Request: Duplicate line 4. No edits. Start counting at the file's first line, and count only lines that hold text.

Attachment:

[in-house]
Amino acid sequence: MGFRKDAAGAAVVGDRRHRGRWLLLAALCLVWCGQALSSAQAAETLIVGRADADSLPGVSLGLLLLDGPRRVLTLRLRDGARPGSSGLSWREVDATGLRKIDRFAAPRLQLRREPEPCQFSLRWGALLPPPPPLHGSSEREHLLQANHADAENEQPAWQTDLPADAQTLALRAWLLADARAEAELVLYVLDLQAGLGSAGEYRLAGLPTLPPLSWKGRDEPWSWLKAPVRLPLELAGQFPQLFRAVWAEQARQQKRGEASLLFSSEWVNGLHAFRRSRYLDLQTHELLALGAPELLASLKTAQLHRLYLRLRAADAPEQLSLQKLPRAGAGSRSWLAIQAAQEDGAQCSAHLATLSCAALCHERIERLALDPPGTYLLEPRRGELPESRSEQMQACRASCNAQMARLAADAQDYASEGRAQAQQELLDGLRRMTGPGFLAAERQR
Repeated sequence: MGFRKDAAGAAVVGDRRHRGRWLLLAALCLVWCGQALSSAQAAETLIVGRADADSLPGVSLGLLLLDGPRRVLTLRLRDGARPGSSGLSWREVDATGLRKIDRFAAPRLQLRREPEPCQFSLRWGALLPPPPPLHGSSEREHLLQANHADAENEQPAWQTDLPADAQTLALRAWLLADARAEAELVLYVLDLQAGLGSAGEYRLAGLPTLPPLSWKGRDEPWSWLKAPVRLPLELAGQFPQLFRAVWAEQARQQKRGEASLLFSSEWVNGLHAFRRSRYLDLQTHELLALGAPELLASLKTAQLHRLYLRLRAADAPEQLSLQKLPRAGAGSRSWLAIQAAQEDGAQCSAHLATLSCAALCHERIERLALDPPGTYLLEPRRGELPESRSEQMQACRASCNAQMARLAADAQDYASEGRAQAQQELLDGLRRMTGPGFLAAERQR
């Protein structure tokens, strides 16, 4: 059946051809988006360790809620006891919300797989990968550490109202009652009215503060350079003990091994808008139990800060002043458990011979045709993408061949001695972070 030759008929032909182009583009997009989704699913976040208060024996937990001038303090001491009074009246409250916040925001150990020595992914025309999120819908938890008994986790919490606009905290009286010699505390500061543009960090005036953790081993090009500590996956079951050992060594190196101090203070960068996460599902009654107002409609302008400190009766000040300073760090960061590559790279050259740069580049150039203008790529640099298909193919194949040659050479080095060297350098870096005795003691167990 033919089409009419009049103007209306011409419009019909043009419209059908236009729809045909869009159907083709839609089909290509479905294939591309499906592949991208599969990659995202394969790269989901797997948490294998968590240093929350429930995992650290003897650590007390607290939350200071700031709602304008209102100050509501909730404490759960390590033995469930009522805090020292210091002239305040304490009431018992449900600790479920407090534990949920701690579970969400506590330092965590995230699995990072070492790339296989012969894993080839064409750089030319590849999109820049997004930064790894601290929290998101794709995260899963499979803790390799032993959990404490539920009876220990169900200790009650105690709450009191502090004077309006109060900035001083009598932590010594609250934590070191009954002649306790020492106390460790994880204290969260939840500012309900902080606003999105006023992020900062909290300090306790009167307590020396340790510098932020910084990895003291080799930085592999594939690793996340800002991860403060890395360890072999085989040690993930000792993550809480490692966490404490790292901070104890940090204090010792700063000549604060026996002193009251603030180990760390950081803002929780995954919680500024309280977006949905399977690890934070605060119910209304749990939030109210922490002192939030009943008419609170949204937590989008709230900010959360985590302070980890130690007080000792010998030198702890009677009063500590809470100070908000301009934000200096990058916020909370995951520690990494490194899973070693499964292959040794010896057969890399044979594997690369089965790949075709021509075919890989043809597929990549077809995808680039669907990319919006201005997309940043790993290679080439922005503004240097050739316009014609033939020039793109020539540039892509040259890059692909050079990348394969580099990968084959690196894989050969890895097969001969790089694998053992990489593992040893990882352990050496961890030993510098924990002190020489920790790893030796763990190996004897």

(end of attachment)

């Protein structure tokens, strides 16, 4: 059946051809988006360790809620006891919300797989990968550490109202009652009215503060350079003990091994808008139990800060002043458990011979045709993408061949001695972070 030759008929032909182009583009997009989704699913976040208060024996937990001038303090001491009074009246409250916040925001150990020595992914025309999120819908938890008994986790919490606009905290009286010699505390500061543009960090005036953790081993090009500590996956079951050992060594190196101090203070960068996460599902009654107002409609302008400190009766000040300073760090960061590559790279050259740069580049150039203008790529640099298909193919194949040659050479080095060297350098870096005795003691167990 033919089409009419009049103007209306011409419009019909043009419209059908236009729809045909869009159907083709839609089909290509479905294939591309499906592949991208599969990659995202394969790269989901797997948490294998968590240093929350429930995992650290003897650590007390607290939350200071700031709602304008209102100050509501909730404490759960390590033995469930009522805090020292210091002239305040304490009431018992449900600790479920407090534990949920701690579970969400506590330092965590995230699995990072070492790339296989012969894993080839064409750089030319590849999109820049997004930064790894601290929290998101794709995260899963499979803790390799032993959990404490539920009876220990169900200790009650105690709450009191502090004077309006109060900035001083009598932590010594609250934590070191009954002649306790020492106390460790994880204290969260939840500012309900902080606003999105006023992020900062909290300090306790009167307590020396340790510098932020910084990895003291080799930085592999594939690793996340800002991860403060890395360890072999085989040690993930000792993550809480490692966490404490790292901070104890940090204090010792700063000549604060026996002193009251603030180990760390950081803002929780995954919680500024309280977006949905399977690890934070605060119910209304749990939030109210922490002192939030009943008419609170949204937590989008709230900010959360985590302070980890130690007080000792010998030198702890009677009063500590809470100070908000301009934000200096990058916020909370995951520690990494490194899973070693499964292959040794010896057969890399044979594997690369089965790949075709021509075919890989043809597929990549077809995808680039669907990319919006201005997309940043790993290679080439922005503004240097050739316009014609033939020039793109020539540039892509040259890059692909050079990348394969580099990968084959690196894989050969890895097969001969790089694998053992990489593992040893990882352990050496961890030993510098924990002190020489920790790893030796763990190996004897």